Several years ago, the FSU planetarium acquired an iPad. Months later, we purchased an iPad projector with necessary cables. I purchased a number of astronomical apps this year for the iPad. So I’m interested in visiting schools in this county to teach the stars and planets to classes. The astronomical apps allow you to survey the current evening night sky and show the planets, bright stars and star groups. One of the apps shows the planets close up with wonderful surface detail (as if you were cruising by in a spaceship). The apps I’ll be using can be purchased from the iTunes app store for a few dollars.

    July 27, 2014

  • It’s hotter here than in D.C. or Baltimore

    At this time of the year, the weather is a frequent subject of conversation, particularly the temperatures. We are now in the “Dog Days,” usually the hottest days of the year. The term comes from our sun appearing to be near the “Dog Star” (Sirius) and the “Little Dog Star” (Procyon). In reality, the sun is now about 94.5 million miles away while Sirius is 8.6 light years away with Procyon at 11 light years distance. Sunlight takes only 507 seconds to reach us, while the two dog stars’ light takes about a decade to travel to our eyes. So our sun is in the same direction (but not distance) as these two bright winter evening stars.

    July 20, 2014

  • Fronts, highs, lows determine weather

    Weather news on television and internet focus on violent weather, extreme temperatures and flooding.

    July 13, 2014

  • A long and winding road faces our food

    Last week’s column dealt with organs you can do without, our DNA (molecular blueprint for our bodies) and hair. My reference is “Body: Discover What’s Beneath Your Skin,” a Miles Kelly Book, written by John Farndon and Nicki Lampon and published in 2010. This column will consider finger and toe nails, breathing and coughing, saliva, mucus and your food’s long and torturous journey. Most cities and mid sized towns have nail shops where you can have your finger nails and toe nails adorned. Nail painting can be traced back 5,000 years.

    July 6, 2014

  • Here’s a look at what goes on inside you

    In high school, my favorite science course was biology. I can remember Mr. Munley in his wheelchair. Our class went on a field trip to the University of Miami Medical School where we saw the cadavers used by the medical students.

    June 28, 2014

  • Moon-watching easy when you know how

    Long before the first writing (scratches on clay tablets) appeared, our early ancestors noticed that the moon went through a regular cycle of shapes in about 30 days.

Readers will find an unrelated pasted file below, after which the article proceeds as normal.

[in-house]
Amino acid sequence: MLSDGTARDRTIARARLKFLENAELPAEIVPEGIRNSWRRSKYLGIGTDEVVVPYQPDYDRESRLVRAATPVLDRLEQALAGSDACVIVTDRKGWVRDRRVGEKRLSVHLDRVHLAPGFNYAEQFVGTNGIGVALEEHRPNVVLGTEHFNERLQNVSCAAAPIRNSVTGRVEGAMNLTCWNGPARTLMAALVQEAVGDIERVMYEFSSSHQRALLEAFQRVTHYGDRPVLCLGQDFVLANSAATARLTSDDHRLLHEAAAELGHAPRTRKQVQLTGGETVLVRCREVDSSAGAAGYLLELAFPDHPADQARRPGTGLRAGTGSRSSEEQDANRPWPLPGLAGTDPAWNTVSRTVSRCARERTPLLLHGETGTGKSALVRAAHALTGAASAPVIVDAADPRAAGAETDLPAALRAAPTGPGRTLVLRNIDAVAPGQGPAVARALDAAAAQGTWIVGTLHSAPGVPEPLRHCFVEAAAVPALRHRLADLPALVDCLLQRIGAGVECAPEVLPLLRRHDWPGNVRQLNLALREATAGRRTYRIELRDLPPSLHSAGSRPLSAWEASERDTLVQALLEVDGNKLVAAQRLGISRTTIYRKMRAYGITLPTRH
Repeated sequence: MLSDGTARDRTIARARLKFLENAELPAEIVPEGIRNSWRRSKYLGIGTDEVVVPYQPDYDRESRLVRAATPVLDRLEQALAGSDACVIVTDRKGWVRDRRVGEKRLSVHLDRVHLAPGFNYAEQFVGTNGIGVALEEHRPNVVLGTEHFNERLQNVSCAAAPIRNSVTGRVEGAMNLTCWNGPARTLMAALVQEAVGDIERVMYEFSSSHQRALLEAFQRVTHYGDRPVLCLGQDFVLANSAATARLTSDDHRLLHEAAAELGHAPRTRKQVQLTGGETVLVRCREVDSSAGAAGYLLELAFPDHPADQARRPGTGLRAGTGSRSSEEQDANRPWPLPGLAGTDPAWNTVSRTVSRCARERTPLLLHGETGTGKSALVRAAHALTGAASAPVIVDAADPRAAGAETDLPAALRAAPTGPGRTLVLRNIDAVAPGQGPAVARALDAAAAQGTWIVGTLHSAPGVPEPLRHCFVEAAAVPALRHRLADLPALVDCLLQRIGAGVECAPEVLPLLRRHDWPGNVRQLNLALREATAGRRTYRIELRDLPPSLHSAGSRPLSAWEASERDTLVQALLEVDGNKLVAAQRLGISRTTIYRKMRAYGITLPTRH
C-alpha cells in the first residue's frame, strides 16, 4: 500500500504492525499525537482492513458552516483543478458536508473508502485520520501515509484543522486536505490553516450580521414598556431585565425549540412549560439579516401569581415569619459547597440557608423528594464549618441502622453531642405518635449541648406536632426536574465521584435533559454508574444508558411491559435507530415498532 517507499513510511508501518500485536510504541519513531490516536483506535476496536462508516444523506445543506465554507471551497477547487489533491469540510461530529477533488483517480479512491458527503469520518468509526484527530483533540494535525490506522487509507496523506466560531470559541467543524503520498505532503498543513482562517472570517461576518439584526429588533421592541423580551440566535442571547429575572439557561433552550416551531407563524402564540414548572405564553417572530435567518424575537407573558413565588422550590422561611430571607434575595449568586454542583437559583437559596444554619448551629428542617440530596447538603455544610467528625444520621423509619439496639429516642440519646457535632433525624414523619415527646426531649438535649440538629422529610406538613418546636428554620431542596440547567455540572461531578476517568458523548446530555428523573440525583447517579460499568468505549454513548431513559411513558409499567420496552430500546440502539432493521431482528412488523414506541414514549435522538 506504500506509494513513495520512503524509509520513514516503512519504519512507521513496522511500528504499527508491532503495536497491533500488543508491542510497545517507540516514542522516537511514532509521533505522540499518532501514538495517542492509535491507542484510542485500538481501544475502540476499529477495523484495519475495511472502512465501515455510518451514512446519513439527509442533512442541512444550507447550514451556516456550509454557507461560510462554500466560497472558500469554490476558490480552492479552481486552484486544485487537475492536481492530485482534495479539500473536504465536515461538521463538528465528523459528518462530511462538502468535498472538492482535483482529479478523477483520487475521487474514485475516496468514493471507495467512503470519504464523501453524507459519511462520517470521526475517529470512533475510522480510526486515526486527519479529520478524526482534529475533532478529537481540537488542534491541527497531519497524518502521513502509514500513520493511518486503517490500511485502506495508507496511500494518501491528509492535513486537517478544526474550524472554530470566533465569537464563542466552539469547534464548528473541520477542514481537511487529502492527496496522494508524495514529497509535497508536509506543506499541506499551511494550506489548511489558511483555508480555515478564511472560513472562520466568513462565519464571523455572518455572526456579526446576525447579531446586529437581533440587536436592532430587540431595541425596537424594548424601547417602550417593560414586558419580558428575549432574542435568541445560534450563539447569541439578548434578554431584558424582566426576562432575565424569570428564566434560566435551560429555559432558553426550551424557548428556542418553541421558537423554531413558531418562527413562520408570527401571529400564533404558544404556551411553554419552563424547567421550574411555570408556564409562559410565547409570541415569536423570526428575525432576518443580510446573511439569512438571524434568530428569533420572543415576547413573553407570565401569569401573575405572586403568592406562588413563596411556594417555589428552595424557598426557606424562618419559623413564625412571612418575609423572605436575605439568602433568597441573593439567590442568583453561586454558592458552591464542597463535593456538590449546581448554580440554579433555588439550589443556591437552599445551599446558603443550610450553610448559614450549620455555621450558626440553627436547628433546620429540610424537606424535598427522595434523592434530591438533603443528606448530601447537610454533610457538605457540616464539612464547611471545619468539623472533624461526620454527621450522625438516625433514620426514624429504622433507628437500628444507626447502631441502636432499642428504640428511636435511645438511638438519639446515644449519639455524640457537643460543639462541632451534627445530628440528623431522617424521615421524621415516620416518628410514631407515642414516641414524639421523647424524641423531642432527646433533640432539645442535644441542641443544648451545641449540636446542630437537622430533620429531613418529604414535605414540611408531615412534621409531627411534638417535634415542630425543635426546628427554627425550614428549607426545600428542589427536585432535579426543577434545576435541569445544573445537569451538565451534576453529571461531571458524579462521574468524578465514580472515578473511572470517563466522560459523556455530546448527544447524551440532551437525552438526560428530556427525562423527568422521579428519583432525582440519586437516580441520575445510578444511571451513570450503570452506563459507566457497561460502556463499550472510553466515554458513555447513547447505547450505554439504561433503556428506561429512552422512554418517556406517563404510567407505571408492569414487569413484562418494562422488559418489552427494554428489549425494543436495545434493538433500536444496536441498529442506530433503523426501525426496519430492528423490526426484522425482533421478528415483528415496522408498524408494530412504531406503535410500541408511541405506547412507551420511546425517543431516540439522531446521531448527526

June 21, 2014

  • Here’s how you can tell the stars, planets

    How can one tell one star from another at night? It’s a matter of knowing the sky areas (constellations).

    June 15, 2014

  • Smithsonian guide to stars is a good one

    At a local book store, I yielded to temptation and bought “Stars and Planets,” a Smithsonian Nature Guide written by four authors. Dinwoodie, Gater, Sparrow and Stott. It’s another Dorling Kindersley product with ISBN 978-0-7566-9040-3 and a 2012 copyright. “Stars and Planets” is a trade size paperback that is beautifully illustrated with appealing diagrams. “Stars and Planets” begins with the biggest topic, the Universe. There is a striking visual showing the known universe on the hugest scale, a delicate lacework of superclusters of galaxies with large voids. It resembles a bubble bath!

    June 8, 2014

  • Think a little more and be less frazzled

    Last Sunday’s column dealt with using technology carefully in education. What about technology in everyday life? There is a marvelous book “The Thinking Life,” by P.M. Forni, of The Johns Hopkins University which addresses this issue as well as timeless suggestions for living by Greek and Roman thinkers. “The Thinking Life: How To Thrive in the Age of Distraction” was published by St. Martin’s Press in 2011 with ISBN 978-0-312-62571-9. Dr. Forni also wrote “Choosing Civility” and “The Civility Solution”.

    May 25, 2014

  • Technology helps with learning, but take care

    Since I have been involved in teaching, two different technologies have been applied to learning at the secondary and collegiate level. The first was video (from videocassettes to DVDs) where a student or class might watch a presentation of some historical event, or a set of scientific principles or even a simulated exploration of the human body.

    May 18, 2014